Base 2017. Disg. Mar 2021. The current release is based on 2017 with 65% (!) reserve wine from 2016. This is already a great, great Champagne—a beautifully textured and perfumed Blanc de Noirs that comes from a site in Barbonne-Fayel in the Côte de Sézanne. Les Maillons is six hectares of iron-rich clay, of which Collin farms almost half (he is the only grower to work the soil in this site). The Ulysse-Collin parcel was originally planted with massale vines in 1971. The commute by tractor takes a good two hours from the cellar in Congy, but the wine is worth it! As mentioned above, it’s a superb Pinot terroir and can ripen the grapes north of 12% potential alcohol easily—something very rare in Champagne. Despite the power, the location of the site also helps to conserve acidity and freshness thanks to its ventilated, east-facing exposure. The current release includes a significantly higher portion of reserve wine than previous releases and it’s all the better for it. It was aged in three- to six-year-old barrels (including some foudres) for the first seven months of its life. Disgorged with only 1.7 g/L. Pair with Veal Saltimbocca,prosciutto/Jamon or Parmigiano Reggiano.
Varietal / Blend: Pinot Noir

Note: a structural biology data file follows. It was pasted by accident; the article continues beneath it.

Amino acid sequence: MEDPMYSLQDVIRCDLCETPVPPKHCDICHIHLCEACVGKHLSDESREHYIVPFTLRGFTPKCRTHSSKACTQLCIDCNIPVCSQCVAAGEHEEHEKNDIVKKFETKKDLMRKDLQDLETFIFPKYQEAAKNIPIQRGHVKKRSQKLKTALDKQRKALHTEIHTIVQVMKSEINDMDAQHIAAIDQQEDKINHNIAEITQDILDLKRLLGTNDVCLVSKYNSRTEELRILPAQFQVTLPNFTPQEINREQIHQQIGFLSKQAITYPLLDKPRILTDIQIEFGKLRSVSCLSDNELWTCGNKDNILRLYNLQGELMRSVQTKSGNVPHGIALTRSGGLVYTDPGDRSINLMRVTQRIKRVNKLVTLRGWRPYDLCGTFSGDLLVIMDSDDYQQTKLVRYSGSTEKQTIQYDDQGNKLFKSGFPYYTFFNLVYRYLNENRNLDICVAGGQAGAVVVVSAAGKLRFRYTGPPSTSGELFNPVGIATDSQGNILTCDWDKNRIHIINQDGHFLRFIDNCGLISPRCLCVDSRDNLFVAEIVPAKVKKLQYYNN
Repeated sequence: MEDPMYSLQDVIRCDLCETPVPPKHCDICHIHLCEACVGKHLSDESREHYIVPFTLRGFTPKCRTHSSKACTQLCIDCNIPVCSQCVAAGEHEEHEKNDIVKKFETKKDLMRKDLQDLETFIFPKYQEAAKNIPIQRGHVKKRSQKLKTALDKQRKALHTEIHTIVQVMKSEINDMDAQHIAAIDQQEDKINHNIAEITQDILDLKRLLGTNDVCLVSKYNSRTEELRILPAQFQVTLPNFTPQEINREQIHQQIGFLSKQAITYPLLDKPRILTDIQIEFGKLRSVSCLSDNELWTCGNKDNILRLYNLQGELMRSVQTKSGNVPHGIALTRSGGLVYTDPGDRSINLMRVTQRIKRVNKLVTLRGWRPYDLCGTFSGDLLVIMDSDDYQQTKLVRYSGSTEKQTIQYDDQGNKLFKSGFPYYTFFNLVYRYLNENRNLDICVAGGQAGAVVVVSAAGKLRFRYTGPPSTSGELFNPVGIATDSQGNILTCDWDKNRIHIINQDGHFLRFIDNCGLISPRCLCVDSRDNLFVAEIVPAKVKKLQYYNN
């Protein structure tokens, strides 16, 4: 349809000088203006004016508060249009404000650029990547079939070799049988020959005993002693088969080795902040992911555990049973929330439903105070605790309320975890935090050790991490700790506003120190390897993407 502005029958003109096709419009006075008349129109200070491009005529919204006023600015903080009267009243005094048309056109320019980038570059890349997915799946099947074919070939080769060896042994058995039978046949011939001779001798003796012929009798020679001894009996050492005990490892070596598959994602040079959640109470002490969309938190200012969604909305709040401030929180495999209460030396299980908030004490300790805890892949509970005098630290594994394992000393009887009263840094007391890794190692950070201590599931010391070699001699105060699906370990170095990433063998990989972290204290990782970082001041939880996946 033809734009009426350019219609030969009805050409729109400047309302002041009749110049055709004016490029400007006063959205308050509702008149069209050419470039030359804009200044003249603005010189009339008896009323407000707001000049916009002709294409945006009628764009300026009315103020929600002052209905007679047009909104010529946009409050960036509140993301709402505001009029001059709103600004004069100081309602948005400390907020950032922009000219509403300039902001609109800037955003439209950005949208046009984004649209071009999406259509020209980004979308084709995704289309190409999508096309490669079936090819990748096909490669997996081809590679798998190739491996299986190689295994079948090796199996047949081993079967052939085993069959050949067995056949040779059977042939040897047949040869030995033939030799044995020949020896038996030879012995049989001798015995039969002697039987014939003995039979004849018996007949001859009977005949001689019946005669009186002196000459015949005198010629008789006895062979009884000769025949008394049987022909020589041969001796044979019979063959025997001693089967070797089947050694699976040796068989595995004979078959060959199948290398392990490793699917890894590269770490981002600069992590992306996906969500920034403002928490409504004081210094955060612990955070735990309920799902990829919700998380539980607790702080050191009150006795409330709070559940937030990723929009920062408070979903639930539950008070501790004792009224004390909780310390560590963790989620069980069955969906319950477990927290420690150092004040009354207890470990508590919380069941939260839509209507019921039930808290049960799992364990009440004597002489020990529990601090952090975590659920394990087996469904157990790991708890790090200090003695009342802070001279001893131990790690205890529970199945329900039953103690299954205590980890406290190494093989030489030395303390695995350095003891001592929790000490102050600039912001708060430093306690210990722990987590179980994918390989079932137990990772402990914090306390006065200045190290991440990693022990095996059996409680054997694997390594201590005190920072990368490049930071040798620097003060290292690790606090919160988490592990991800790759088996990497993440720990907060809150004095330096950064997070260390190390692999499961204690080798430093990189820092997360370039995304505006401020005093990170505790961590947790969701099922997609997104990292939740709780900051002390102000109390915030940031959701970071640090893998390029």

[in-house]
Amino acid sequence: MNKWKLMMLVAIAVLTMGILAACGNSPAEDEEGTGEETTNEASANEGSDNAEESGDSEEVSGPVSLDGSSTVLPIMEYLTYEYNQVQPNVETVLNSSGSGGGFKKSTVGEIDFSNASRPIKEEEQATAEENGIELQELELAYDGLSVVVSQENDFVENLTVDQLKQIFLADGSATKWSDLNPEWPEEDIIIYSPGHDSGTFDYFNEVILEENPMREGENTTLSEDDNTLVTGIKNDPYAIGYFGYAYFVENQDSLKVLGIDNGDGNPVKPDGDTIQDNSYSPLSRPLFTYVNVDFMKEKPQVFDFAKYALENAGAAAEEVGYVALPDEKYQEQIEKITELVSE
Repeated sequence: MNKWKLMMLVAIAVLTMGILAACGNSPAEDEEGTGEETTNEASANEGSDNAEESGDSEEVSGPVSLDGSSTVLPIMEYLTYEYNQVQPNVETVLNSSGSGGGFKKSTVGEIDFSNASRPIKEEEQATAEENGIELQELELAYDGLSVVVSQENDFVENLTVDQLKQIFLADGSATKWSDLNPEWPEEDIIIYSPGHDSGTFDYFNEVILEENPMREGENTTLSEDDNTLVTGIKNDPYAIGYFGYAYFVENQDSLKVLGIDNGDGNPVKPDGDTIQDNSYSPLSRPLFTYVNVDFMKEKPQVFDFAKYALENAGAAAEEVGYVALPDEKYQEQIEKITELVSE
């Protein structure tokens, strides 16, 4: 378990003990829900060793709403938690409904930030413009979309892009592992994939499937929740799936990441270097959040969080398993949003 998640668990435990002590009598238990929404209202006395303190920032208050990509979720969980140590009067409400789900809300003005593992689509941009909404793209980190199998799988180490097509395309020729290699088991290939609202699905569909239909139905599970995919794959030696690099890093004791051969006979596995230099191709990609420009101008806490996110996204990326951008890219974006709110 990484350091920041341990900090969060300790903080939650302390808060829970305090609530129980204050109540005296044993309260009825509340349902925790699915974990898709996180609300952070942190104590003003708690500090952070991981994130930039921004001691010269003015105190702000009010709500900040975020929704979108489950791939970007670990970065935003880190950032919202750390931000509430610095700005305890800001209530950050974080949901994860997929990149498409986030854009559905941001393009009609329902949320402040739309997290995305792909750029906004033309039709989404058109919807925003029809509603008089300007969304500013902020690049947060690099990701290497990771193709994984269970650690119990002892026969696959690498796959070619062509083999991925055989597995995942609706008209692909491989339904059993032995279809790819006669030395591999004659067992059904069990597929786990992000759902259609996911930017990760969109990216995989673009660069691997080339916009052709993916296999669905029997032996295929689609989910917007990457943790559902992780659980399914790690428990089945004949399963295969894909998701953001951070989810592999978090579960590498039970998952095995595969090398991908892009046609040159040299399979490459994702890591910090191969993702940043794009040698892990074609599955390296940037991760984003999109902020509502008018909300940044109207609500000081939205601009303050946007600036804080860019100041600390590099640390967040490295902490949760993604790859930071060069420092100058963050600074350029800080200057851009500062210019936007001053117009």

Decant: Not necessary
Farming Practices: Sustainable
While the Côte des Bar is arguably Champagne’s most vocal concentration of independent, terroir-obsessed growers, the fame of the Coteaux du Petit Morin and the Côte de Sézanne terroirs' – the southerly continuation of the Côte des Blancs – rests largely on the shoulders of one vigneron. It’s just as well those shoulders belong to Olivier Collin. As a student of law, Collin was another who fell into the orbit of Jacques Selosse under whom he first became vineyard stagiaire in 2001. Fast-forward four years (if we may) and this law student-cum-vigneron had managed to untangle his family’s 8-hectares of vines from the lengthy, byzantine contracts his family had made with Pommery—and the Coteaux du Petit Morin had a star of terroir Champagne on its hands. Collin’s vineyards are ploughed and yields are strictly controlled when required (Mother Nature did this work for him in 2012). Grass is allowed to grow naturally during the winter, and Collin ploughs at appropriate moments throughout the growing season. No herbicides or pesticides are used. The grapes are pressed in a traditional 1950s Coquard press, and the juice is vinified in a growing coterie of large-format barrels and foudre, with no added yeasts (or anything else). After ten months élevage in barrel the wines are neither fined nor filtered before bottling in July. Collin disgorges after a minimum 24 months on lees with a tiny 1-3 grams dosage. These are some of the most original and satisfying terroir wines emanating from Champagne.